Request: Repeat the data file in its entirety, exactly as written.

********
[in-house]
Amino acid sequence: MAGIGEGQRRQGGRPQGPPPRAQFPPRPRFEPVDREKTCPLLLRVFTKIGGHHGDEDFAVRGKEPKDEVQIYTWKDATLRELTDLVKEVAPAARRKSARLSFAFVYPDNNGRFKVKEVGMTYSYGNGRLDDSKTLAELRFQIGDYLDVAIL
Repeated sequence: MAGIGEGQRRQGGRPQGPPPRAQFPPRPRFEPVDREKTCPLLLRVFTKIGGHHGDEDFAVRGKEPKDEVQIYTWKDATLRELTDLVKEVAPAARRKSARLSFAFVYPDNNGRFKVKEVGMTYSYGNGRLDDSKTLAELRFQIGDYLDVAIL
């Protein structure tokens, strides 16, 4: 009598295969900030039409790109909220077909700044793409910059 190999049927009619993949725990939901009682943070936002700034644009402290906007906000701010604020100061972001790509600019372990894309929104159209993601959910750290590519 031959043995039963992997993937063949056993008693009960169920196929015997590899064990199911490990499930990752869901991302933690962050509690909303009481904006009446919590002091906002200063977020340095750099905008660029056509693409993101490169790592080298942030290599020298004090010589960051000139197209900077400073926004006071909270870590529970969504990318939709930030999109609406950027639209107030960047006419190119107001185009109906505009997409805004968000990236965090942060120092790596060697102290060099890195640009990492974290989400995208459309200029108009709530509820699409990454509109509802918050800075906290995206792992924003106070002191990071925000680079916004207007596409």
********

[in-house]
Amino acid sequence: MAGIGEGQRRQGGRPQGPPPRAQFPPRPRFEPVDREKTCPLLLRVFTKIGGHHGDEDFAVRGKEPKDEVQIYTWKDATLRELTDLVKEVAPAARRKSARLSFAFVYPDNNGRFKVKEVGMTYSYGNGRLDDSKTLAELRFQIGDYLDVAIL
Repeated sequence: MAGIGEGQRRQGGRPQGPPPRAQFPPRPRFEPVDREKTCPLLLRVFTKIGGHHGDEDFAVRGKEPKDEVQIYTWKDATLRELTDLVKEVAPAARRKSARLSFAFVYPDNNGRFKVKEVGMTYSYGNGRLDDSKTLAELRFQIGDYLDVAIL
């Protein structure tokens, strides 16, 4: 009598295969900030039409790109909220077909700044793409910059 190999049927009619993949725990939901009682943070936002700034644009402290906007906000701010604020100061972001790509600019372990894309929104159209993601959910750290590519 031959043995039963992997993937063949056993008693009960169920196929015997590899064990199911490990499930990752869901991302933690962050509690909303009481904006009446919590002091906002200063977020340095750099905008660029056509693409993101490169790592080298942030290599020298004090010589960051000139197209900077400073926004006071909270870590529970969504990318939709930030999109609406950027639209107030960047006419190119107001185009109906505009997409805004968000990236965090942060120092790596060697102290060099890195640009990492974290989400995208459309200029108009709530509820699409990454509109509802918050800075906290995206792992924003106070002191990071925000680079916004207007596409």